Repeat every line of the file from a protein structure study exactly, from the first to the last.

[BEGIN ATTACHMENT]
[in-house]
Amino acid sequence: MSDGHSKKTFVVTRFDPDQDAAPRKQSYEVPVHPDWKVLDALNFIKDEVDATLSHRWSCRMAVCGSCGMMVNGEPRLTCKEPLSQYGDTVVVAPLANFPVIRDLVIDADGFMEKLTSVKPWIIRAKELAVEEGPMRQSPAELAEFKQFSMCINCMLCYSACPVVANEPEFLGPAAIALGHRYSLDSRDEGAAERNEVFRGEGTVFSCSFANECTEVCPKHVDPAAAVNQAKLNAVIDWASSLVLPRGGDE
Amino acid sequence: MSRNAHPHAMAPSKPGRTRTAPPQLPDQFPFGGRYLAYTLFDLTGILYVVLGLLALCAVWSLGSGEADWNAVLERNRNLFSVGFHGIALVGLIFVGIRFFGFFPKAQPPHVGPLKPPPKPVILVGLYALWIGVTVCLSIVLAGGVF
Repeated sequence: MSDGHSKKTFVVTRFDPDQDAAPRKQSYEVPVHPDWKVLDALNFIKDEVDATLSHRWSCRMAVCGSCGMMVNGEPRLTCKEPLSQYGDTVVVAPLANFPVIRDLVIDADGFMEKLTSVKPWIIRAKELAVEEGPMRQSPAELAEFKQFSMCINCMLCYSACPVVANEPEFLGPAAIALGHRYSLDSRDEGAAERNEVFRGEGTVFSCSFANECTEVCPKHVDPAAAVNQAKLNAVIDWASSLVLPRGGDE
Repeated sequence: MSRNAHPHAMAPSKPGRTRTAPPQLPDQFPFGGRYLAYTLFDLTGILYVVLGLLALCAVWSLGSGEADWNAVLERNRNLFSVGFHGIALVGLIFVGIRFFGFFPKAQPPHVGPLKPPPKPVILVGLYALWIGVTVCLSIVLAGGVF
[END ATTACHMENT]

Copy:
[in-house]
Amino acid sequence: MSDGHSKKTFVVTRFDPDQDAAPRKQSYEVPVHPDWKVLDALNFIKDEVDATLSHRWSCRMAVCGSCGMMVNGEPRLTCKEPLSQYGDTVVVAPLANFPVIRDLVIDADGFMEKLTSVKPWIIRAKELAVEEGPMRQSPAELAEFKQFSMCINCMLCYSACPVVANEPEFLGPAAIALGHRYSLDSRDEGAAERNEVFRGEGTVFSCSFANECTEVCPKHVDPAAAVNQAKLNAVIDWASSLVLPRGGDE
Amino acid sequence: MSRNAHPHAMAPSKPGRTRTAPPQLPDQFPFGGRYLAYTLFDLTGILYVVLGLLALCAVWSLGSGEADWNAVLERNRNLFSVGFHGIALVGLIFVGIRFFGFFPKAQPPHVGPLKPPPKPVILVGLYALWIGVTVCLSIVLAGGVF
Repeated sequence: MSDGHSKKTFVVTRFDPDQDAAPRKQSYEVPVHPDWKVLDALNFIKDEVDATLSHRWSCRMAVCGSCGMMVNGEPRLTCKEPLSQYGDTVVVAPLANFPVIRDLVIDADGFMEKLTSVKPWIIRAKELAVEEGPMRQSPAELAEFKQFSMCINCMLCYSACPVVANEPEFLGPAAIALGHRYSLDSRDEGAAERNEVFRGEGTVFSCSFANECTEVCPKHVDPAAAVNQAKLNAVIDWASSLVLPRGGDE
Repeated sequence: MSRNAHPHAMAPSKPGRTRTAPPQLPDQFPFGGRYLAYTLFDLTGILYVVLGLLALCAVWSLGSGEADWNAVLERNRNLFSVGFHGIALVGLIFVGIRFFGFFPKAQPPHVGPLKPPPKPVILVGLYALWIGVTVCLSIVLAGGVF